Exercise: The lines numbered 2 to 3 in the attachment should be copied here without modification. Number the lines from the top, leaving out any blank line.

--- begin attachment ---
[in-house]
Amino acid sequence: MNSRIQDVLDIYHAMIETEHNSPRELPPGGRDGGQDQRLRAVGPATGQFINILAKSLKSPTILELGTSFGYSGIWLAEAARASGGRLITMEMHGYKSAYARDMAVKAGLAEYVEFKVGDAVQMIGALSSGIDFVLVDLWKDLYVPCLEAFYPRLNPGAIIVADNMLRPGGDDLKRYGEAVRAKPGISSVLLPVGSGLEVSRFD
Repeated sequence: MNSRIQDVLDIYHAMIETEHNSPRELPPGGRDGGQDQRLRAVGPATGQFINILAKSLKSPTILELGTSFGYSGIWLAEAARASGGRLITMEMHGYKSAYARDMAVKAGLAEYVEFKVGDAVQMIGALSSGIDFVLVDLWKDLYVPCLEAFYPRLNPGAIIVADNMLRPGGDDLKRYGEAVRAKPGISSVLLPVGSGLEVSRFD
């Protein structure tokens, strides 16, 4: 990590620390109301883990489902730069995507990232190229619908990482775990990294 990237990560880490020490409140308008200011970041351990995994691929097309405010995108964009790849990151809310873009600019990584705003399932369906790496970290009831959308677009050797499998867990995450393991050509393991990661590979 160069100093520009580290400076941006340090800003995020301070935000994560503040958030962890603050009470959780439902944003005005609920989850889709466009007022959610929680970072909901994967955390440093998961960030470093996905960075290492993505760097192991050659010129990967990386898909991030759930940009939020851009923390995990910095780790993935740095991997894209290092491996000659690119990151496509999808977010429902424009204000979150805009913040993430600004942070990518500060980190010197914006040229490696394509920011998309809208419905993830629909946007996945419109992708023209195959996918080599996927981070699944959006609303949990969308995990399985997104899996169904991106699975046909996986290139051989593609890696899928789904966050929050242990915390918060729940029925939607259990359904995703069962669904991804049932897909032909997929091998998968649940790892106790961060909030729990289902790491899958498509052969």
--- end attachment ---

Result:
Amino acid sequence: MNSRIQDVLDIYHAMIETEHNSPRELPPGGRDGGQDQRLRAVGPATGQFINILAKSLKSPTILELGTSFGYSGIWLAEAARASGGRLITMEMHGYKSAYARDMAVKAGLAEYVEFKVGDAVQMIGALSSGIDFVLVDLWKDLYVPCLEAFYPRLNPGAIIVADNMLRPGGDDLKRYGEAVRAKPGISSVLLPVGSGLEVSRFD
Repeated sequence: MNSRIQDVLDIYHAMIETEHNSPRELPPGGRDGGQDQRLRAVGPATGQFINILAKSLKSPTILELGTSFGYSGIWLAEAARASGGRLITMEMHGYKSAYARDMAVKAGLAEYVEFKVGDAVQMIGALSSGIDFVLVDLWKDLYVPCLEAFYPRLNPGAIIVADNMLRPGGDDLKRYGEAVRAKPGISSVLLPVGSGLEVSRFD